It seems the Iraqi and American governments are not waiting to pass the controversial oil law to develop Iraq’s oil as things are moving a pace in the oil sector.
Last week, General David Petraeus called on “large Western corporations” to invest in Iraq’s energy sector as Iraq looks outside to boost oil, gas and power production. Petraeus, who as commander of Multi-National Force-Iraq said: “The prime minister is very keen on getting large Western corporations re-engaged in the oil and electricity sectors.”
On Sunday, the Oil Ministry said it has invited local and international oil companies to bid for contracts including one to develop the Akkas gas field in a Sunni area in the western part of the country, which has an estimated reserves of more than 2.15 trillion cubic feet.
This week brings news that Iraq’s Oil Ministry has invited local and international oil companies to bid for contracts providing technical support for two major oil fields in southern and northern Iraq.
Companies interested in providing 3D seismic surveys for the Kirkuk field in the north and Rumaila oil field in the south must meet the ministry’s deadline of April 30. The two fields are among Iraq’s 10 “super giant” fields.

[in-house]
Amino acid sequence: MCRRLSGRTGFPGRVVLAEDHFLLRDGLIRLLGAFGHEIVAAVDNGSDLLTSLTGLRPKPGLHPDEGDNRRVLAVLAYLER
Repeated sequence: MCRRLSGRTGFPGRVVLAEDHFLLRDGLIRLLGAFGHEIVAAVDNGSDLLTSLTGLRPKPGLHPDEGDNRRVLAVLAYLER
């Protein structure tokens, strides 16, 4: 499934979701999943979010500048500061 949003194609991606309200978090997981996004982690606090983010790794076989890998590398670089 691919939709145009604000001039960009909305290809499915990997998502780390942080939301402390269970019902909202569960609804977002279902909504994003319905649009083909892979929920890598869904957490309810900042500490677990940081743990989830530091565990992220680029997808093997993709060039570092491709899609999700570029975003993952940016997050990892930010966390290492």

Yesterday, Russian President Vladimir Putin called on Iraq to support Russian investments as the head of oil major LUKOIL arrived in Baghdad in a final bid to revive a Saddam Hussein-era $3.7 billion deal to develop West Qurna oilfield in southern Iraq.
Putin’s appeal to Iraq, in a letter to Iraqi Prime Minister Nuri al-Maliki, was the highest-level intervention to date. “Our companies are ready to increase their contribution to rebuilding and modernising Iraq’s economic infrastructure, primarily in the oil and gas industries where we have accumulated large experience and have good prospects for the future,” the Kremlin quoted Putin as saying in the letter.
Five years after the invasion, the scramble is most definitely on…